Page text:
Today we are reminded as Gnostics of that Great Master of the Jewish Gnosis: King Solomon. The composer of the Song of Songs, Proverbs and Ecclesiastics. We learn from his great example that we must seek after wisdom passionately:
“Wisdom has been my love. I courted her when I was young and wanted to make her my bride. I fell in love with her beauty. She glorifies her noble origin by living with God, the Lord of all, who loves her. She is familiar with God's mysteries and helps determine his course of action. Is it good to have riches in this life? Nothing can make you richer than Wisdom, who makes everything function. Is knowledge a useful thing to have? Nothing is better than Wisdom, who has given shape to everything that exists.”
As Gnostics we know this Wisdom as the Aeon Sophia, the Hagia Pneuma, the third Tridyname of the Holy Trinity. And we are told in the Book of the Wisdom of Solomon that she is “the breath of the power of God, and a pure effluence from the glory of the Almighty; therefore can nothing defiled enter into her. For she is the brightness of the everlasting light, the unspoiled mirror of the power of God, and the image of His goodness.”
Therefore, in many ways Gnostic are true philosophers or “lovers of wisdom.” As the mystic and sophiologist Jacob Boehme put it:
“the noble Sophia draweth near in the Essence of the Soul, and kisseth it in friendly Manner, and tinctureth its dark Fire with her Rays of Love, and shineth through it with her bright and powerful Influence. Penetrated with the strong Sense and Feeling of which, the Soul skippeth in its Body for great Joy, and in the Strength of this Virgin Love exulteth, and praiseth the great God for his blessed Gift of Grace.”
Wisdom is a marvelous gift indeed!
Let us therefore pray as One Gnostic Community and One Universal Gnostic Church that all our souls may be kissed by Her Divine Presence and so embraced shine forth Rays of Her celestial and worldly Divine Wisdom. Amen.
- Reverend Mr. Mathieu Ravignat
Distinct from knowledge, which is the realm of intelligence, information, and learning, wisdom is the use of knowledge in such a way that implies insight, experience, and good judgment.
Many religions have teachings about wisdom, and wisdom is often presented as an attribute of spiritual development. In the Hebrew and Christian scriptures, Wisdom is an aspect of God. In the kabbalah of Hebrew mysticism, wisdom (chokmah) is one of the sephirot, or emanations of the Infinite Ein Soph (limitless light).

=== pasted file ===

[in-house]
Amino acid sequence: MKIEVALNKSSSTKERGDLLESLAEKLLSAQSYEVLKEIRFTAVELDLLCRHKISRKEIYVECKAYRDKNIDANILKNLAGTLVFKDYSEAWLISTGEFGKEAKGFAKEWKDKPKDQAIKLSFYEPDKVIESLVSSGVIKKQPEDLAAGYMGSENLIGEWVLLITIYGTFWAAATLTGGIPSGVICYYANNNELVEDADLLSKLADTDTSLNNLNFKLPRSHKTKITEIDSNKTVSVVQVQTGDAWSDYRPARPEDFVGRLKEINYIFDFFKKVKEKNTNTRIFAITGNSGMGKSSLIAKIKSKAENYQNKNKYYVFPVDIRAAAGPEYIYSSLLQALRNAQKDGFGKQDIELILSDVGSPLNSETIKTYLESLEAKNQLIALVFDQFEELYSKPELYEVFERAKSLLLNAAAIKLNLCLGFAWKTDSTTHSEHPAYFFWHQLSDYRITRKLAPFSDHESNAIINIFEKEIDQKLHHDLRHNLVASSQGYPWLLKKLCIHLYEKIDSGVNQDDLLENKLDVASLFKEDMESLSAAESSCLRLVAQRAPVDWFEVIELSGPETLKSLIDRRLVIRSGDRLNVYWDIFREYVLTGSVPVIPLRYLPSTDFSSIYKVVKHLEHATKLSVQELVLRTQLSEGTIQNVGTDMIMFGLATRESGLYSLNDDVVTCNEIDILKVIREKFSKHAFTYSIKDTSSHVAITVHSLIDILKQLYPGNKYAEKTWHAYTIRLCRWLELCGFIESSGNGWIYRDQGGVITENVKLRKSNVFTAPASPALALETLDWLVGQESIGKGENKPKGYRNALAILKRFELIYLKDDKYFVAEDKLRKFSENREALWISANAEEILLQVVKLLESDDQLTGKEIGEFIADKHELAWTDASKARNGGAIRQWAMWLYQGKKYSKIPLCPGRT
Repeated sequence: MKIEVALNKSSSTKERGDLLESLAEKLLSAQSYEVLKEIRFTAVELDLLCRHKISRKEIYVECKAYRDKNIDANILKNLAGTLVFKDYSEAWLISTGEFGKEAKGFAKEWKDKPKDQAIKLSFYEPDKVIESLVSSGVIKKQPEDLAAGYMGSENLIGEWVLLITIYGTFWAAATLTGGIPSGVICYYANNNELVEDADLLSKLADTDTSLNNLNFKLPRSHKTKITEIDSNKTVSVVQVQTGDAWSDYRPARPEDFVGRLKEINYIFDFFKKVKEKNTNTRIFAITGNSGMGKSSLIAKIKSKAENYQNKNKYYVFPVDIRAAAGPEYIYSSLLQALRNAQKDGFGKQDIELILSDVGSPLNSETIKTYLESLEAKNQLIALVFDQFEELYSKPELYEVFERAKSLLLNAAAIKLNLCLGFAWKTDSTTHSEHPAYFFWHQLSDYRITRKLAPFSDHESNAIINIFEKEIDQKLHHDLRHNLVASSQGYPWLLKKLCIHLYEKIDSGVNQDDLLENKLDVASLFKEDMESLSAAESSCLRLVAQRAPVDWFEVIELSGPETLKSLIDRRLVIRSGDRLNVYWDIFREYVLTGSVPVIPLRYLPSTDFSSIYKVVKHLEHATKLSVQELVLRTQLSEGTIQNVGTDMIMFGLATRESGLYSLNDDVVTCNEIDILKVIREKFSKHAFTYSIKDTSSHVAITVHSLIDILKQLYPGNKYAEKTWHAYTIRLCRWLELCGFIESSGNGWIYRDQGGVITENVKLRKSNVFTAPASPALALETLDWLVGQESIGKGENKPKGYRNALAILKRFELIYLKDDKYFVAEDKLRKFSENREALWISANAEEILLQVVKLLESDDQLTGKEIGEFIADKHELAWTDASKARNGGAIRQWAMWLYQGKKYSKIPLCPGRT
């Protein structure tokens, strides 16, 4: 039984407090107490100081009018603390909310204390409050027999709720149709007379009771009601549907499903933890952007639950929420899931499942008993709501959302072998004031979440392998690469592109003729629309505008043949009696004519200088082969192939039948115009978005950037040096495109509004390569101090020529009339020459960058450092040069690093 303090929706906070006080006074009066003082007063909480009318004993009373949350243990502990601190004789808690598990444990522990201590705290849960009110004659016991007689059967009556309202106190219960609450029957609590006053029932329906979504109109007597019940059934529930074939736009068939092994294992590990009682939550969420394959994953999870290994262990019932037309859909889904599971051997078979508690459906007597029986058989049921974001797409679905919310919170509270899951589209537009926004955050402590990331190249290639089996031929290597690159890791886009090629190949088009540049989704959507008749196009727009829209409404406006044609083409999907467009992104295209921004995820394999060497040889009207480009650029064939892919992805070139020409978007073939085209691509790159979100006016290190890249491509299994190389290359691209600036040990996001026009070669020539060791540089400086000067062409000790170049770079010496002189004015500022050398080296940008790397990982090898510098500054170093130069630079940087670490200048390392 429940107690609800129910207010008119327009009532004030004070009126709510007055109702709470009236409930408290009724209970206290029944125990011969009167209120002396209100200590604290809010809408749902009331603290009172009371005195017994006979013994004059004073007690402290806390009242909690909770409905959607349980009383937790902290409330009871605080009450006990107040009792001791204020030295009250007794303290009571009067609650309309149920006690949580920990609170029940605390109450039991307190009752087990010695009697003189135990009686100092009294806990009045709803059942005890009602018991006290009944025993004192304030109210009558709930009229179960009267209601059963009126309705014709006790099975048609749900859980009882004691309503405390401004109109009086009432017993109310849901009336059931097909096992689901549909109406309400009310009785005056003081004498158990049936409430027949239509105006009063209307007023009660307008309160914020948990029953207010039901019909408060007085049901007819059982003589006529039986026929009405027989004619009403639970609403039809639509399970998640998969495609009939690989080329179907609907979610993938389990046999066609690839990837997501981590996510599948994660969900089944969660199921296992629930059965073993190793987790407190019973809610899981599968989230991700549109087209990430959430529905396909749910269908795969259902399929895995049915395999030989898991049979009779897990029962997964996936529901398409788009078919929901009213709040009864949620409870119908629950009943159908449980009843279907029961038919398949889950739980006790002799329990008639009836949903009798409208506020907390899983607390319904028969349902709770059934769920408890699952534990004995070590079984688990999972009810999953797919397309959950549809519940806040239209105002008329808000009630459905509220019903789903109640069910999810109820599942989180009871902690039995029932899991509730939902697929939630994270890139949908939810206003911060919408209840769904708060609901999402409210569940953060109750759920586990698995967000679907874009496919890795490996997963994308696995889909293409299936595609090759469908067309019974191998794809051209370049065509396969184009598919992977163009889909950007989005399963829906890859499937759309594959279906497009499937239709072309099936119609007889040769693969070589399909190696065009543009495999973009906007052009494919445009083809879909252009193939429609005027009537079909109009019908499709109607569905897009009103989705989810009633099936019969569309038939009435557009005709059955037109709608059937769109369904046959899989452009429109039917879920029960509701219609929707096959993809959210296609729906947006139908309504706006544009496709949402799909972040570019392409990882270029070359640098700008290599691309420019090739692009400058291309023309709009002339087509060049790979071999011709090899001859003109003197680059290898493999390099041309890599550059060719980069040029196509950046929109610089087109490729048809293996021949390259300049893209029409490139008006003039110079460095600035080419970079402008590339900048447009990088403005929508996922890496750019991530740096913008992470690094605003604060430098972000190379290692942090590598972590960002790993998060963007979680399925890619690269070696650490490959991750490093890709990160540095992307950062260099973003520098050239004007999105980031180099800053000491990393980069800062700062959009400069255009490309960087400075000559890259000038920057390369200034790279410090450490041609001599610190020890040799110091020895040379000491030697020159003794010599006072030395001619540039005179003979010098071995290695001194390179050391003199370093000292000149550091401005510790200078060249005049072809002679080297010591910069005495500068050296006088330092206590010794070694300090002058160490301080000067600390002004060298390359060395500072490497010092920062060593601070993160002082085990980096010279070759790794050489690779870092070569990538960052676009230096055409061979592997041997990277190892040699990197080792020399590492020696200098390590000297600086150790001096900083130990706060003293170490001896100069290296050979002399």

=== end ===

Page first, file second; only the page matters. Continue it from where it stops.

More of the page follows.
In Christian Gnosticism, wisdom is personified as the goddess Hagia Sophia (Holy Wisdom), associated with the feminine aspect of the Holy Trinity. The aprocryphal book of Sirach (4:11-14) references wisdom as being of a maternal nature:
"Wisdom exalteth her children, and layeth hold of them that seek her.
He that loveth her loveth life; and they that seek to her early shall be filled with joy.
He that holdeth her fast shall inherit glory; and wheresoever she entereth, the Lord will bless.
They that serve her shall minister to the Holy One: and them that love her the Lord doth love."
For the Gnostic, wisdom is also represented as a serpent, the symbol of occult knowledge. The serpent has been associated with Zoroaster, Thoth, Hermes, Serapis, and Jesus, who told his disciples to be "as wise as serpents" (Matthew 10:16). The Upanishads contain a treatise on the Science of Serpents (which is the Science of occult knowledge), and the “Nagas” (Serpents) of esoteric Buddhism are men who have been perfected by their knowledge of the secret doctrines of Buddha. The Ophites, the Gnostic Egyptian sages of the “Fraternity of the Serpent” used a live snake to represent Wisdom, Divine Sophia. 
How are we to gain wisdom? Consider these qualities: humility, faith, and love.
Socrates said, "The only true wisdom is in knowing you know nothing." Humility suggests disillusionment, awakening from our illusions and assumptions about ourselves and the world.
The New Testament Epistle of James (1:5-6) says: “If any of you lack wisdom, let him ask of God that giveth to all men liberally, and upbraideth not; and it shall be given him. But let him ask in faith, nothing wavering. For he that wavereth is like a wave of the sea driven with the wind and tossed.”
Attributed to Hermes Trismegistus: “I give thee love, within which the whole summum of wisdom is contained.”
In pursuit of Wisdom, the ever-radiant Hagia Sophia, let us cultivate these qualities of humility, faith and love, that through them we might receive more the Holy Wisdom of God.